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The Big-Town Round-Up by William MacLeod Raine

Climbed it and came to the dormer door of the next house


The

girl shrugged her shoulders. "Little old New York is my beat. It's the biggest puddle in the world and I'll do my kickin' here." Abruptly she switched the talk back to his affairs. "You wantta go slow when you tackle Jerry Durand. I can tell you one thing. He's in this business up to the neck. I seen his shadow Gorilla Dave comin' outa the house next door twice to-day."

"Seen anything of the girl?"

"Nope. But she may be there. Honest, you're up against a tough game. There's no use rappin' to the bulls. They'd tip Jerry off and the girl wouldn't be there when they pulled the house."

"Then I must work this alone."

"Why don't you lay down on it?" she asked, her frank eyes searching his. "You soitainly will if you've got good sense."

"I'm goin' through."

Her black eyes warmed. "Say, I'll bet you're some guy when you get started. Hop to it and I hope you get Jerry good."

"I don't want Jerry. He's too tough for me. Once I had so much of him I took sick and went to the hospital. It's the girl I want."

"Say, listen! I got a hunch mebbe it's a bum steer, but you can't be sure till you try it. Why don't you get in through the roof instead o' the window?"

"Can I

get in that way?"

"Surest thing you know--if the trapdoor ain't latched. Say, stick around outside my room half a sec, will you?"

The cattleman waited in the darkness of the passage. If his enemies were trying to ambush him in the house next door the girl's plan might save him. He would have a chance at least to get them unexpectedly in the rear.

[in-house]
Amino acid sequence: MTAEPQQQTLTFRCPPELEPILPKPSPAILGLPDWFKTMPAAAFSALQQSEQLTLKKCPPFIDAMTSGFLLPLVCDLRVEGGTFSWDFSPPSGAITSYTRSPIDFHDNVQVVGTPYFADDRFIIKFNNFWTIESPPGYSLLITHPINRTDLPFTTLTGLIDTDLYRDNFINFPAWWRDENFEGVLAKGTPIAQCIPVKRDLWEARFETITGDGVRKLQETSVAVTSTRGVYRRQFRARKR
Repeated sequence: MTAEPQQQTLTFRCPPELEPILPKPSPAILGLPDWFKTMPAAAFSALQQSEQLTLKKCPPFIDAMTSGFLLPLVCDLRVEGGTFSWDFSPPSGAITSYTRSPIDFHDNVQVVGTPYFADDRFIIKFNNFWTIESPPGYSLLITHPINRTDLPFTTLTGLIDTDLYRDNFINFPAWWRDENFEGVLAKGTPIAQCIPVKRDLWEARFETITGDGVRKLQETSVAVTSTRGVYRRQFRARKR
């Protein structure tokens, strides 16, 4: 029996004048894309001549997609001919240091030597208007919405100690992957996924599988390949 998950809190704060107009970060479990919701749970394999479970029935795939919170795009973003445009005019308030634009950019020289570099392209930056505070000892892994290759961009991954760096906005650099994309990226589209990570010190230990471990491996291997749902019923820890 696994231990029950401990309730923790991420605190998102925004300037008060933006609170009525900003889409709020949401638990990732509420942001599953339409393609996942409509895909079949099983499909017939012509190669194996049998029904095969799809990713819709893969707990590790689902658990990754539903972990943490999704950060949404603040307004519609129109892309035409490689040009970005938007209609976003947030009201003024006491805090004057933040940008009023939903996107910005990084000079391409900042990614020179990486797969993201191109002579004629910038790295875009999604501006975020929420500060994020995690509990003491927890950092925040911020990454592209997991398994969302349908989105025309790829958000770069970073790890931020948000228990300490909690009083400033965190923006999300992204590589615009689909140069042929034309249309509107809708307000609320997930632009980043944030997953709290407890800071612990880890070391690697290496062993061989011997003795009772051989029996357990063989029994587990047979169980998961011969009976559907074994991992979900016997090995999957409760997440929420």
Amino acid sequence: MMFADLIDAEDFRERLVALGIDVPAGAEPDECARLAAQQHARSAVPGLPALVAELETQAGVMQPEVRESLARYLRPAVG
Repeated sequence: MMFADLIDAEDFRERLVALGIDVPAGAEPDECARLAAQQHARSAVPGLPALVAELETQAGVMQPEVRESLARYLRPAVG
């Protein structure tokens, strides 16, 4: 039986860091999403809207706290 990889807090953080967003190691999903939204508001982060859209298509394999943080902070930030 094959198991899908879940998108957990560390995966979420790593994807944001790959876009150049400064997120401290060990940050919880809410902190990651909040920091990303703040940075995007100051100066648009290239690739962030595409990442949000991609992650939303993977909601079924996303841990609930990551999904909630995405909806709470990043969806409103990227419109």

It could have been scarcely more than two minutes later that the young woman joined him.

Her small hand slipped into his to guide him. They padded softly along the corridor till they came to a flight of stairs running up. The girl led the way, taking the treads without noise in her stockinged feet. Clay followed with the utmost caution.

Again her hand found his in the darkness of the landing. She took him toward the rear to a ladder which ended at a dormer half-door leading to the roof. Clay fumbled with his fingers, found a hook, unfastened it, and pushed open the trap. He looked up into a starlit night and a moment later stepped out upon the roof. Presently the slim figure of the girl stood beside him.

They moved across to a low wall, climbed it and came to the dormer door of the next house. Clay knelt and lifted it an inch or two very slowly. He lowered it again and rose.

"I'm a heap obliged to you, Miss," he said in a low voice. "You're a game little gentleman."

She nodded. "My name is Annie Millikan."

"Mine is Clay Lindsay. I want to come and thank you proper some day."

"I take tickets at Heath's Palace of Wonders two blocks down," she whispered.

"You'll sure sell me a ticket one of these days," Clay promised.

"Look out for yourself. Don't let 'em get you. Give 'em a chance, and that gang would croak you sure."


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